Verisign has fixed an issue that could have allowed attackers to register bogus domains by using homoglyphs in place of more common characters, due to research from California-based security firm Soluble.
Matt Hamilton, principal security researcher at Soluble, discovered the flaw when he attempted to register an Amazon Web Services S3 bucket with Unicode emoji characters. “It was possible to register Latin homoglyph characters, specifically Unicode Latin IPA Extension homoglyphs,” he wrote in a blog released Wednesday. “I then checked if it was possible to register domains with these homoglyph characters. Ruh-roh, it was.”
Hamilton called out the abuse of the following characters:
For years, domain providers have been aware of homoglyph attacks and have put in place restrictions to prevent their exploitation, such as barring the use of both Latin and Cyrillic characters at once. Verisign, which operates registries for .com and .net TLDs, prevents registering domains with mixed-scripts, but Hamilton found that a blend of Unicode and Latin characters still passed the smell test “as long as the Unicode characters were themselves Latin.”
Over the last three years, 15 of 300 domains Hamilton tested were registered using this homoglyph technique and were issued HTTPS certificates.
“This included prominent financial, internet shopping, technology, and other Fortune 100 sites. There is no legitimate or non-fraudulent justification for this activity,” Hamilton said. “My speculation is that this vulnerability was only used in highly-targeted social engineering campaigns.”
In recent days Verisign developed a fix that prevents the registration of domains containing these homoglyphs by updating its approved character table.
Amazon worked to prevent Unicode in subdomain registration by blocking buckets beginning with “xn--”, which should prevent this kind of script spoofing.
Some of the companies that Hamilton contacted about the possible exploitation were not responsive.
“[W]e view this a very low risk for our users at this time,” DigitalOcean told Hamilton last month, although they confirmed they were going to investigate mitigations.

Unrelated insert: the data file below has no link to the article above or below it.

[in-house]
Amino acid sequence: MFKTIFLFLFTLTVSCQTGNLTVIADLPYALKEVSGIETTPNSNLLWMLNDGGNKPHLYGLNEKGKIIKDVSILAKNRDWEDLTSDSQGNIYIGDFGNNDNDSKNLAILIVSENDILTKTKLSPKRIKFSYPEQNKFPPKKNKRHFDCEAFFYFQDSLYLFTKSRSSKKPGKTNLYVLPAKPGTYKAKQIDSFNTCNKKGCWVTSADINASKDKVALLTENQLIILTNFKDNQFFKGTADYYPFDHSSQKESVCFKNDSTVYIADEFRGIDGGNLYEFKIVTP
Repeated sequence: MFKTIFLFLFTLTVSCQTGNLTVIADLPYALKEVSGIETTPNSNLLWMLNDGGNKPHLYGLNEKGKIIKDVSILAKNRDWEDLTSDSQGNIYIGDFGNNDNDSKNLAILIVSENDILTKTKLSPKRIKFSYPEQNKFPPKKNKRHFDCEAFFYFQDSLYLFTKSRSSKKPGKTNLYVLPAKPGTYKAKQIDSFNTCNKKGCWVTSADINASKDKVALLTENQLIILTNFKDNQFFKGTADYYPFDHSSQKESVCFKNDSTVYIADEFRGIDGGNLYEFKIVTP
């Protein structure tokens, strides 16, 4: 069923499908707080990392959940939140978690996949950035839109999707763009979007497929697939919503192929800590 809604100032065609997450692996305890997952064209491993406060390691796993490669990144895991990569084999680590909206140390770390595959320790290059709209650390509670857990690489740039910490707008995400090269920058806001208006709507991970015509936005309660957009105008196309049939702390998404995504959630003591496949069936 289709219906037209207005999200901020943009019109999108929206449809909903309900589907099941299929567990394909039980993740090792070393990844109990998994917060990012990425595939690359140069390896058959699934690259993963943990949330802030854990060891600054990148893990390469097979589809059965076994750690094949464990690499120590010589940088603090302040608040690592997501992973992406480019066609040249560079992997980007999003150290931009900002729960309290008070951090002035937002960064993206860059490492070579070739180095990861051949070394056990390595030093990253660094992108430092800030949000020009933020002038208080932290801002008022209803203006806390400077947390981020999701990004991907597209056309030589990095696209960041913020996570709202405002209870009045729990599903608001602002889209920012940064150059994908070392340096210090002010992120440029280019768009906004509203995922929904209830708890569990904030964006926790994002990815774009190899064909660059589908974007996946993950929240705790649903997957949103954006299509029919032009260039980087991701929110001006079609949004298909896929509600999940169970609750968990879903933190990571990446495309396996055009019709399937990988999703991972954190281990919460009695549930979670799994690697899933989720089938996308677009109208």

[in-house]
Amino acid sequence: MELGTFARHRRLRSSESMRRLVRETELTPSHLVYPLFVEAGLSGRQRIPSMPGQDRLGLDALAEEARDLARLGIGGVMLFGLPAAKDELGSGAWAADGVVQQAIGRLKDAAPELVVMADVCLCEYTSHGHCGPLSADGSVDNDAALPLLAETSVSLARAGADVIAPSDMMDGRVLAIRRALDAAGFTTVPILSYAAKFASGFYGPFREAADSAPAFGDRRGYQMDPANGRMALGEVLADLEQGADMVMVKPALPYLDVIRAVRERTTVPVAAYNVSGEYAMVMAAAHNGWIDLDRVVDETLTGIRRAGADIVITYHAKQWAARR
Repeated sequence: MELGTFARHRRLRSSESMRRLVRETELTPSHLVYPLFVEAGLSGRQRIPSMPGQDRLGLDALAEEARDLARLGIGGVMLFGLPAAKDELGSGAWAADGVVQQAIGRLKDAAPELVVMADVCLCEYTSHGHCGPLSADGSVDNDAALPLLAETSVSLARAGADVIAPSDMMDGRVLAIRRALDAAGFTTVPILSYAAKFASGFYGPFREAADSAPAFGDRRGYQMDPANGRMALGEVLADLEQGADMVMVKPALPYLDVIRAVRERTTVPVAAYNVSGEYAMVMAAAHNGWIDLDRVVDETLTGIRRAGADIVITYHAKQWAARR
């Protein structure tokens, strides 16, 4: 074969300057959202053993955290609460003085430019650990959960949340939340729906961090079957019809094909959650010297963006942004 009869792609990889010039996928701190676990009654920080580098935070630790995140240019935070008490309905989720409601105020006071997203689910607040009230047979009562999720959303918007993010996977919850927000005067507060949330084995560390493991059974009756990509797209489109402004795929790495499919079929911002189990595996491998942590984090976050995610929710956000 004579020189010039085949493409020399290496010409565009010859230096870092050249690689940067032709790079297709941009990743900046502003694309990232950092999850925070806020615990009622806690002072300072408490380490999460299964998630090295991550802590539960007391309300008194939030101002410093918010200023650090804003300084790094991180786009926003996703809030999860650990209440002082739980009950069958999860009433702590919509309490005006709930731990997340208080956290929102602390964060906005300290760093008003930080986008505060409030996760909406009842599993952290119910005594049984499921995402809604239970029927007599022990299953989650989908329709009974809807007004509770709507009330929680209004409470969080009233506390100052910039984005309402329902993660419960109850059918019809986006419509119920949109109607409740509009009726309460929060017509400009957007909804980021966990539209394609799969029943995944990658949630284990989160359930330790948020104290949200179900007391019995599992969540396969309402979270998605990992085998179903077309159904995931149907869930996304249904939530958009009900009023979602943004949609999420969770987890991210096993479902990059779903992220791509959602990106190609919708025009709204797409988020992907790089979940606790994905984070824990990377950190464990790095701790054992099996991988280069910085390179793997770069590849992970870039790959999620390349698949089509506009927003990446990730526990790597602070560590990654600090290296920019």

The Director of Product Security at DigitalOcean, Mike McBryde, told CyberScoop in a statement he thinks the responsibility for dealing with this flaw lies with browsers or DNS providers.
“DigitalOcean takes all security vulnerabilities seriously and has investigated ways to mitigate the specific risk of homoglyph collision attacks,” McBryde said. “We believe the best remediation against such attacks is on the browser and/or DNS provider level, and most major browsers already have some type of policy in place. We will continue to monitor the situation and work with our users as appropriate.”
Google and Wasabi were last in touch with Hamilton in November and December of last year. Hamilton said he continuously updated them on the research while Verisign worked to deploy mitigations before disclosure.
Wasabi issued a statement in March noting “part of the protection against this type attack comes from web browsers that can defend against the problem,” adding that “domain registrars are working to do their part by preventing the registration of problematic domain names.”
“This particular case was by-and-large a disappointment due to the unresponsiveness of vendors,” Hamilton said. “Kudos to Amazon and Verisign who, in my view, were the only vendors to take this issue seriously and alter their policies in a timely manner to address this vulnerability.”
Google did not immediately return request for comment.